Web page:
LANCUM-972281: 2004 T255 Viking rings

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Unique ID: LANCUM-972281

Object type certainty: Certain
Workflow status: Published Find published

Three silver rings from Cumwhitton burial (grave 24)

The precious metal finds from the grave comprise three heavily corroded silver rings. Surface metal analysis conducted at the British Museum indicated an approximate silver content for them of 97%. The associated non-precious metal finds from the grave are also listed below.

1) a finger-ring consisting of a strip forming a plain, lozenge-shaped bezel with tapered shoulders and the ends twisted round each other; diameter, 25 mm max; height of bezel, 11 mm max (find no. 798). This form of ring is typical of the Viking period and imitates contemporary silver bracelets, one of which was found in a hoard deposited around AD 850-950 found at Hørdum, Denmark (R. Skovmand, 1942, 'De danske Skattefund fra Vikingetiden og den ældste Middelalder indtil omkring 1150', Aarbøger for Nordisk Oldkyndighed og Historie, 1942, 1-275, fig. 2c). A comparable punch-decorated ring from Fyrkat, Denmark, is illustrated by J. Graham-Campbell (1980, Viking Artefacts, London, cat. no. 219, pl. 219) and there is also a punch-decorated gold ring from Thetford (A. Rogerson and C. Dallas, 1984, Excavations in Thetford 1948-59 and 1973-80 [East Anglian Archaeological Report 22], fig. 110, 12). A Viking punched silver ring of different form from Bolton, E. Yorkshire, was recorded as a Treasure find in the DCMS Treasure Annual Report 2001, p. 34, no. and fig. 45; and another from Great Finborough, Suffolk, has been reported to the Coroner (ref. 2002 T279). A further potential Treasure item is a Viking gold ring from Beachamwell, Norfolk (2004 T267).

2) a ring consisting of a plain wire with its ends twisted round each other; diameter, 32 mm max (find no. 803). Simple knotted wire rings of this type are frequently found strung onto Viking bracelets dating to the late 9th and 10th centuries, e.g. from Gotland, Sweden (M. Stenberger, 1958, Die Schatzfunde Gotlands der Wikingerzeit, Stockholm, pls. 176, 4; 181, 5; 186, 11-12). Ten such rings were suspended on a bracelet from Vålse, Denmark and a ring of narrow strip rather than wire is on another from the great hoard of Viking silver found at Cuerdale, Lancashire, which was deposited around AD 905 (E. Hawkins, 1847, 'An account of coins and treasure found in Cuerdale', Archaeological Journal, vol. 4, pp. 111 - 130, fig. 54).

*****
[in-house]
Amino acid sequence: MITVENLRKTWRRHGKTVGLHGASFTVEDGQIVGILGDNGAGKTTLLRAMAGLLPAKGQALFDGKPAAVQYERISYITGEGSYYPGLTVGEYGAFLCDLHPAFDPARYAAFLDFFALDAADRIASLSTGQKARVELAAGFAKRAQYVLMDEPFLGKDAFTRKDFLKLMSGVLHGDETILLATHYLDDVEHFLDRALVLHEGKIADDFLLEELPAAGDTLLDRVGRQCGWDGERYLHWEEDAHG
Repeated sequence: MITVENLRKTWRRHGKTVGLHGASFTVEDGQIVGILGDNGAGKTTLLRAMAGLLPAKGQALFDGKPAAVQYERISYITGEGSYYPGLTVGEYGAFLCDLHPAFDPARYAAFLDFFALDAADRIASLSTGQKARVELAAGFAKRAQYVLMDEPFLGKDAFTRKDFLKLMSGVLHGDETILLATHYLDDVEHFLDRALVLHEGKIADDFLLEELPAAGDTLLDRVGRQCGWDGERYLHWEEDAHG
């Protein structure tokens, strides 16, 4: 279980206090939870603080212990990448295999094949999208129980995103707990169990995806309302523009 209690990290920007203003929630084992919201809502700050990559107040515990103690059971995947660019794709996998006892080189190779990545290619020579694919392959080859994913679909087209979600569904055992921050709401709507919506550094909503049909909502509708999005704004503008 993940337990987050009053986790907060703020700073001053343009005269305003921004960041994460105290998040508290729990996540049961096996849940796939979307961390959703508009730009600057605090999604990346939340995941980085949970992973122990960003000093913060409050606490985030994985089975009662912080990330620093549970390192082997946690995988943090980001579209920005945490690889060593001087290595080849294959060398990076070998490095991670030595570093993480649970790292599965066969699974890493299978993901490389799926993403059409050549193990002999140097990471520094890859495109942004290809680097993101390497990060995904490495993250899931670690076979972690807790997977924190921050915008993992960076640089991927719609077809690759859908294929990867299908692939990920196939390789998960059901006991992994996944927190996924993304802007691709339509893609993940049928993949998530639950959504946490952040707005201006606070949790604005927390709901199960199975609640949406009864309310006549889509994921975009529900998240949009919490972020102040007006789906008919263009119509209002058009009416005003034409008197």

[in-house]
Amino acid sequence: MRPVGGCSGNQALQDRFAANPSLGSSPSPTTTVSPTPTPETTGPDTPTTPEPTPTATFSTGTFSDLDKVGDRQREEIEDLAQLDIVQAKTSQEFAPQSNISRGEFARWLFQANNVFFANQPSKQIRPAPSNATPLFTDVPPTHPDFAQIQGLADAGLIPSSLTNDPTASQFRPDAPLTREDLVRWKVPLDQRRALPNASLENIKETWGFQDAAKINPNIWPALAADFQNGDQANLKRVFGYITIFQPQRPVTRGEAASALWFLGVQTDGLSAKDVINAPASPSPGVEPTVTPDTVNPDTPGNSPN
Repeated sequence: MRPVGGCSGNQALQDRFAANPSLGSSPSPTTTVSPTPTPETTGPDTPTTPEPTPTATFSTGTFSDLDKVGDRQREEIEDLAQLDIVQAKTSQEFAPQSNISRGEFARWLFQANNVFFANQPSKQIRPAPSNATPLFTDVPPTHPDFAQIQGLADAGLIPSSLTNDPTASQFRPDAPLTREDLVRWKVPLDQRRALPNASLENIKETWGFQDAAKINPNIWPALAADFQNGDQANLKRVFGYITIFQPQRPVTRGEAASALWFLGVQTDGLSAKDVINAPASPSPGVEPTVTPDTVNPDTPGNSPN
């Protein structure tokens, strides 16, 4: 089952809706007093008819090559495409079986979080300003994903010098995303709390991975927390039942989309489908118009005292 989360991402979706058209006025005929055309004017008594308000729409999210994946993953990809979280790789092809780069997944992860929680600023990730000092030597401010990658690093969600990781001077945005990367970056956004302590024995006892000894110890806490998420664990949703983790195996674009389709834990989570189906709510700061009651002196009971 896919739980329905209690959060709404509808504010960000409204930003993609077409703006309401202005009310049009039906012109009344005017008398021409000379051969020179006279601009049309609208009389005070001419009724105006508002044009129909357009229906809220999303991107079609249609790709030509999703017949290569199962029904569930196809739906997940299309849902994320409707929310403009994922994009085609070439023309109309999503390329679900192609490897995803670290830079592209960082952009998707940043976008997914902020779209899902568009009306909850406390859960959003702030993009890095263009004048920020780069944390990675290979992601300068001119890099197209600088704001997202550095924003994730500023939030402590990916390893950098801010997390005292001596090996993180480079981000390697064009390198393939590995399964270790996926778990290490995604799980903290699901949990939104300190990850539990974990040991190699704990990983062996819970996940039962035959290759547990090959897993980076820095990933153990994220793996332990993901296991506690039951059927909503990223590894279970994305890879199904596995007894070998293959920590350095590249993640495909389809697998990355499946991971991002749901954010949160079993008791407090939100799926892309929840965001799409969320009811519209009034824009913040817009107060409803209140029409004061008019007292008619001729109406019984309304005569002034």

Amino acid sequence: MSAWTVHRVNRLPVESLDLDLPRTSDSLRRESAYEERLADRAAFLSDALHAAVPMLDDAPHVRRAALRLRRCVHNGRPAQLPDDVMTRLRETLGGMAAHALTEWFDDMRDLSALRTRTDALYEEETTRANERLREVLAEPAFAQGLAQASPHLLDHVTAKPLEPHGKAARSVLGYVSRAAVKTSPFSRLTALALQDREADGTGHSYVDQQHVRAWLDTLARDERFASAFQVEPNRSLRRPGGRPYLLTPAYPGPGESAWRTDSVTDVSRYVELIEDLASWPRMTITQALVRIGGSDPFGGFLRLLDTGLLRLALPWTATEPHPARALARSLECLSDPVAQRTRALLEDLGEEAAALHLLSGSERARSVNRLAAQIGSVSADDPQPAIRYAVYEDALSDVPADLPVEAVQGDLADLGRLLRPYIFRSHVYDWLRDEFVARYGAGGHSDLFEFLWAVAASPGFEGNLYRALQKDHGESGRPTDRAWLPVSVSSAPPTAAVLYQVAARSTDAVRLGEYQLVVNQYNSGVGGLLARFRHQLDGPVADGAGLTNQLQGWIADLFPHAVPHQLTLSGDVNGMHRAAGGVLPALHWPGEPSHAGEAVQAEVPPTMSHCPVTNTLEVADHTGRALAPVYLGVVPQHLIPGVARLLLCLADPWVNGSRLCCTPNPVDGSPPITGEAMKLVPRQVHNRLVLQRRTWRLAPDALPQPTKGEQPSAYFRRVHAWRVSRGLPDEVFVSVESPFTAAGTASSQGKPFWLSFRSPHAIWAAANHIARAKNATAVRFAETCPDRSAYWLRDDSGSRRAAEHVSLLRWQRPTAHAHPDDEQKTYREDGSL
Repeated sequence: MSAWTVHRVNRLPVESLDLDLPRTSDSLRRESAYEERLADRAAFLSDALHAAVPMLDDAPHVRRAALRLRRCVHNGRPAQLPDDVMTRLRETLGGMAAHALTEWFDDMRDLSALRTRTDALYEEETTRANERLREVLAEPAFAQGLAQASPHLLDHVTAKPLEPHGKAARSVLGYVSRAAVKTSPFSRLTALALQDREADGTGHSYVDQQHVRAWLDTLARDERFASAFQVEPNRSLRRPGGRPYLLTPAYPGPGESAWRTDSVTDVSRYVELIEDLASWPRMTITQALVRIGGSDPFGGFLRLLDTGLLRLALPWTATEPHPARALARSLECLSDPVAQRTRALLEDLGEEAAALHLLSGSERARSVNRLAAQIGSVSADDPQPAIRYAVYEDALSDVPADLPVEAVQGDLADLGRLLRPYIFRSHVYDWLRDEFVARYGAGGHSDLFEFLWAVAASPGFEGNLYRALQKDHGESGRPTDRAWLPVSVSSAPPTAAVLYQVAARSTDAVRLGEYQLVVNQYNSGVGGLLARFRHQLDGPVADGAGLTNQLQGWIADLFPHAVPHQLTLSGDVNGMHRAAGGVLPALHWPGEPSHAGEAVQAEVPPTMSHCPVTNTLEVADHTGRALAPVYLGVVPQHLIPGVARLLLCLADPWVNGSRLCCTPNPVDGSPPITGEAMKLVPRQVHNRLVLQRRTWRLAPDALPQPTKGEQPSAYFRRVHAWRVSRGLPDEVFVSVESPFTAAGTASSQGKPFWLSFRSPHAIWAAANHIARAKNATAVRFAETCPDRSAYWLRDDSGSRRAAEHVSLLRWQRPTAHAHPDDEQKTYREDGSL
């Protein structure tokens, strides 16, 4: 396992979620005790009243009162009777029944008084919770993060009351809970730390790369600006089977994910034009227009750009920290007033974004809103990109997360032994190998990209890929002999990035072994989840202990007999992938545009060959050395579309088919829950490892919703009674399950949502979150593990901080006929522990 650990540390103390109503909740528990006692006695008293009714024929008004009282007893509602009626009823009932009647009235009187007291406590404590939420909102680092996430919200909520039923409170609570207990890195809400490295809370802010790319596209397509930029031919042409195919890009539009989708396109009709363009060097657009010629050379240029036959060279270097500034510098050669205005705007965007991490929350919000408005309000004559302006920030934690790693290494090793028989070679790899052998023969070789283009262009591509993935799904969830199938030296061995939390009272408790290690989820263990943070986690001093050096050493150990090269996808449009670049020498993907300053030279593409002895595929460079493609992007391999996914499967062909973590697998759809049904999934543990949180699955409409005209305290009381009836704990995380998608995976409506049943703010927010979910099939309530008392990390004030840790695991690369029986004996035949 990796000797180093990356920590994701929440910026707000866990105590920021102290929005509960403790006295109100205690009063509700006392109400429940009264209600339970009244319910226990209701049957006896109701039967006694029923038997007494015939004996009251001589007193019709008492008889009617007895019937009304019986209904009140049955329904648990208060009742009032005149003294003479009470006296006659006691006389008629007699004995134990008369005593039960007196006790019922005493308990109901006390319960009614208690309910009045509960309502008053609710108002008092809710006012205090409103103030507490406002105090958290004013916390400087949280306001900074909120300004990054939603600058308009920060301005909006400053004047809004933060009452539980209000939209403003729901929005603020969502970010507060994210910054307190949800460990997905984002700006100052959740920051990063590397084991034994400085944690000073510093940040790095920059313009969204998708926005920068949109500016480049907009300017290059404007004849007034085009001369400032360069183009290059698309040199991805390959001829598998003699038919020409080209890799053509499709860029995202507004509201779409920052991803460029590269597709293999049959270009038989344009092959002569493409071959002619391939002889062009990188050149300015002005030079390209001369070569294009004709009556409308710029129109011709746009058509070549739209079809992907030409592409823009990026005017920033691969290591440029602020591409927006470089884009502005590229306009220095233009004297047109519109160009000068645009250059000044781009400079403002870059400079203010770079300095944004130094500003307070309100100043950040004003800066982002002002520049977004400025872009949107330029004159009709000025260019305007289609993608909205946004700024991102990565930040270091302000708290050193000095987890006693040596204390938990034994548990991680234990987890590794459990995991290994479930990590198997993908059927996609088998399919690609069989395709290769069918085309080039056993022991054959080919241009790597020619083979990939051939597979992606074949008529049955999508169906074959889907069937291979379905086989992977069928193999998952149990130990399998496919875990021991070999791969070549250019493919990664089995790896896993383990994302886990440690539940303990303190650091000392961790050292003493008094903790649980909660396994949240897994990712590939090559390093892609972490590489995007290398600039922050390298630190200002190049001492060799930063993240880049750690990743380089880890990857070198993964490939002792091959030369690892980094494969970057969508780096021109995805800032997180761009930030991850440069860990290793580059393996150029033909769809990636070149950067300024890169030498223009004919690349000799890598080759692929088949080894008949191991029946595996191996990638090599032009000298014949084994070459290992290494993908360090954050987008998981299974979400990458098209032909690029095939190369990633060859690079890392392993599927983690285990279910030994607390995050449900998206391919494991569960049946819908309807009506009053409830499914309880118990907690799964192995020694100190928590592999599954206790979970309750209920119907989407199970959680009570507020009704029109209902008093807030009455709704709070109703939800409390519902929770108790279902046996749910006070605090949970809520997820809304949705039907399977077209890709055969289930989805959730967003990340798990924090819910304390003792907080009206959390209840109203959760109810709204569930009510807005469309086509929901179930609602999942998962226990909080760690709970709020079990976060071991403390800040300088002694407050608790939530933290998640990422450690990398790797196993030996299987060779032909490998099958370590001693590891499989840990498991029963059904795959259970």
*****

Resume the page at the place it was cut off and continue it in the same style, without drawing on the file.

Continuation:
3) small ring of the same form as no. 2; diameter, 13 mm max (find no. 804). Such rings were often used to link items of jewellery, e.g. to hang strings of beads, etc., between a pair of brooches. A similar, though smaller, silver wire ring was found in grave 4 at the Viking cemetery of Fyrkat, Denmark, where it is suggested it may have served to suspend a pendant (E. Roesdahl, 1977, Fyrkat. En jysk vikingeborg, II. Oldsagerne og Gravpladsen, Copenhagen, p. 140, fig. 139b).

The finds associated in the same grave at Cumwhitton as the rings comprise 7 glass beads, an iron sword, a knife, 2 iron objects, a stone object (whetstone?) and 3 flints. They are currently being conserved at the English Heritage Conservation Laboratory at Fort Cumberland and the man-made items are contemporary with the rings.

The rings from Brampton date to the late 9th or early 10th century AD and would therefore qualify as Treasure under two of the stipulated criteria of the Treasure Act: they are more than 300 years old and the precious metal content exceeds 10%. The other finds from the grave therefore also qualify as Treasure by association.

B.M. Ager

Department of Prehistory & Europe

4 October 2004


TVC meeting 16/04/2008

Subsequent actions

Current location of find: Tullie House Museum
Subsequent action after recording: Acquired by museum after being declared Treasure

Treasure details

Treasure case tracking number: 2004T255


Broad period: EARLY MEDIEVAL

Dimensions and weight

Quantity: 3

Discovery dates

Date(s) of discovery: Friday 2nd July 2004

Personal details

Found by: This information is restricted for your login.
Recorded by: Dr Dot Boughton
Identified by: Mr Ben Edwards

Other reference numbers

Other reference: 2004 T255
Treasure case number: 2004T255

Materials and construction

Primary material: Silver
Manufacture method: Cast

Spatial metadata

Region: North West (European Region)
County or Unitary authority: Cumbria (County)
District: Carlisle (District)
To be known as: Carlisle

Spatial coordinates

Grid reference source: From a paper map
Unmasked grid reference accurate to a 10 metre square.

Discovery metadata

Method of discovery: Controlled archaeological investigation (stratified)
Current location: Tullie House Museum
General landuse: Cultivated land
Specific landuse: Character undetermined

References cited

No references cited so far.

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Audit data

Recording Institution: LANCUM
Created: 10 years ago
Updated: 2 years ago

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